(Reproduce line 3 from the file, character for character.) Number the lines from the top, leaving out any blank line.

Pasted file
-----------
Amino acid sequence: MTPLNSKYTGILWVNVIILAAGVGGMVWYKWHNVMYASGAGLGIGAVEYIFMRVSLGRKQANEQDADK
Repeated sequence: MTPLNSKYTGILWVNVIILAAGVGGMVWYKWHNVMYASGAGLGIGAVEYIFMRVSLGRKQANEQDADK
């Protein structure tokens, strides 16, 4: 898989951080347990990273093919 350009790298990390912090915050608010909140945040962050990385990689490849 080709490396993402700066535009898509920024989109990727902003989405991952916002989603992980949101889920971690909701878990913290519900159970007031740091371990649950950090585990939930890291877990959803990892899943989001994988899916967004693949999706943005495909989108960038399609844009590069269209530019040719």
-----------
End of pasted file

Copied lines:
């Protein structure tokens, strides 16, 4: 898989951080347990990273093919 350009790298990390912090915050608010909140945040962050990385990689490849 080709490396993402700066535009898509920024989109990727902003989405991952916002989603992980949101889920971690909701878990913290519900159970007031740091371990649950950090585990939930890291877990959803990892899943989001994988899916967004693949999706943005495909989108960038399609844009590069269209530019040719």